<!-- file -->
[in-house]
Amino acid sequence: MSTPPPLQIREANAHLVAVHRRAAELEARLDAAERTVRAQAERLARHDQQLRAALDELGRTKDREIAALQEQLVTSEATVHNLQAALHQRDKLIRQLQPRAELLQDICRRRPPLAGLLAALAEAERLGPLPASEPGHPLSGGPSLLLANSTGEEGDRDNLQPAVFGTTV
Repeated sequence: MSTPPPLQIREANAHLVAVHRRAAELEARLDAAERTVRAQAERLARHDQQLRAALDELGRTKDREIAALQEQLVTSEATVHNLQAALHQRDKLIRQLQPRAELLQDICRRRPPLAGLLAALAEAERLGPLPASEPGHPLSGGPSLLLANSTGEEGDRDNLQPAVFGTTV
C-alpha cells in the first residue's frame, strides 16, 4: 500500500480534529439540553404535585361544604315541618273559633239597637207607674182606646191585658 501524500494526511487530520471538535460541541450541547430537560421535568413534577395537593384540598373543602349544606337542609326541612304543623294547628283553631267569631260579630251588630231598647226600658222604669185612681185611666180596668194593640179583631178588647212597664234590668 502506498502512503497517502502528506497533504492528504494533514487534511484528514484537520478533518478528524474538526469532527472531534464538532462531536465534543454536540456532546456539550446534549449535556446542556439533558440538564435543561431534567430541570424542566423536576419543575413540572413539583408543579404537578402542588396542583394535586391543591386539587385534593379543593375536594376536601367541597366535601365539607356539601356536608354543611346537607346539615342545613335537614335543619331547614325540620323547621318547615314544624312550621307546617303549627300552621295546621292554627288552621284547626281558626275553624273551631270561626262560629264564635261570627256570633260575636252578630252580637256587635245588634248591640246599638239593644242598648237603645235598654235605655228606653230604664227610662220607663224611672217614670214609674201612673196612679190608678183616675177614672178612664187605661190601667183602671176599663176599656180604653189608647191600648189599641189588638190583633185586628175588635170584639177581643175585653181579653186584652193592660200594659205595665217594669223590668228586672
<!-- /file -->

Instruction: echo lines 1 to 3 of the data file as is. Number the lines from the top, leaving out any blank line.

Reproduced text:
[in-house]
Amino acid sequence: MSTPPPLQIREANAHLVAVHRRAAELEARLDAAERTVRAQAERLARHDQQLRAALDELGRTKDREIAALQEQLVTSEATVHNLQAALHQRDKLIRQLQPRAELLQDICRRRPPLAGLLAALAEAERLGPLPASEPGHPLSGGPSLLLANSTGEEGDRDNLQPAVFGTTV
Repeated sequence: MSTPPPLQIREANAHLVAVHRRAAELEARLDAAERTVRAQAERLARHDQQLRAALDELGRTKDREIAALQEQLVTSEATVHNLQAALHQRDKLIRQLQPRAELLQDICRRRPPLAGLLAALAEAERLGPLPASEPGHPLSGGPSLLLANSTGEEGDRDNLQPAVFGTTV